Despite an ESPN report that free-agent quarterback Mike Vick and Commissioner Roger Goodell could meet on Thursday or Friday of this week, we’re hearing rumblings that such a meeting might not happen yet, after all.
But we haven’t been able to confirm that possibility, and the participants aren’t talking.
So either Vick and Goodell will meet this week, or they won’t. (If that doesn’t get us a damn Pulitzer, nothing will.)
Meanwhile, a recent report from ESPN’s Sal Paolantonio meshes with our pontifications regarding the connection between the Vick/Goodell sit-down and Vick’s potential conditional reinstatement.
Paolantonio reported Wednesday night that reinstatement isn’t automatic, and that the meeting will “determine everything.” Per Paolantonio, Vick must provide a convincing apology to Goodell for lying to his face in 2007, and Vick also must demonstrate true remorse for his crimes.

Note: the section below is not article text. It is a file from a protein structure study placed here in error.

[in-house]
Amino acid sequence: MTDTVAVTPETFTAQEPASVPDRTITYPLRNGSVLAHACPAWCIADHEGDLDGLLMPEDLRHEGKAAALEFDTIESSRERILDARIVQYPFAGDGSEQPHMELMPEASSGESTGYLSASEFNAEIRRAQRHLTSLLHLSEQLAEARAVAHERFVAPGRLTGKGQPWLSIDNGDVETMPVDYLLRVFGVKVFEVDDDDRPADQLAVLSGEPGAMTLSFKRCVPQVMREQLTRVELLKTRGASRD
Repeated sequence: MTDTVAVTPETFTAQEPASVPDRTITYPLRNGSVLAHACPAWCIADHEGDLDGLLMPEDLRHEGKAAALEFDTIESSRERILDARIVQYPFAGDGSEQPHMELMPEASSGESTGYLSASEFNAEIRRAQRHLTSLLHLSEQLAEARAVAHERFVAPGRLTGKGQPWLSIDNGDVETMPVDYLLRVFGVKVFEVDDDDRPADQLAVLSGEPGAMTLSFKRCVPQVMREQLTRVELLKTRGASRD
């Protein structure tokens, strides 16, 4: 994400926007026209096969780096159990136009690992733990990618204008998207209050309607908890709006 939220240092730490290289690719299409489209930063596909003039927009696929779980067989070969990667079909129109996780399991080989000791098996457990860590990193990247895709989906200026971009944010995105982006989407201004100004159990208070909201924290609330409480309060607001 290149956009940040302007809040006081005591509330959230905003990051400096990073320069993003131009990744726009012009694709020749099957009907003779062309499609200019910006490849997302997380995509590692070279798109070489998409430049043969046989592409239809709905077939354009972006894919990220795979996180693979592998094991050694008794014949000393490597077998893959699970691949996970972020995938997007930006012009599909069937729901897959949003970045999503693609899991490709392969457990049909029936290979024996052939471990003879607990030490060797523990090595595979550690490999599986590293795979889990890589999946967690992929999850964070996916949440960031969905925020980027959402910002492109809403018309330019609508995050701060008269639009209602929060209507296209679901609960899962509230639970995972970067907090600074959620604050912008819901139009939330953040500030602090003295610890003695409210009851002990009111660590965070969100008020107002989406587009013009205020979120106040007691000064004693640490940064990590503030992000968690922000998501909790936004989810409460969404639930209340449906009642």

As we’ve said multiple times, we think Goodell ultimately must believe that he can trust Vick to stay out of trouble. The key ingredients in that reinstatement strew are, in our view, equal parts remorse, contrition, and truth.
So why must Goodell be able to think he can trust Vick? Even if Goodell puts Vick on an if-you-do-so-much-as-get-a-parking-ticket-you’re-done-for-life last chance, Goodell will still look bad if Vick does something to require further punishment, since those who think he should have to serve a longer suspension will line up to shout, “I told you so.”
And we doubt at that point that many of the folks clamoring for Vick’s second chance would accept partial responsibility for the hindsight blunder that would be forever attached to Goodell’s legacy.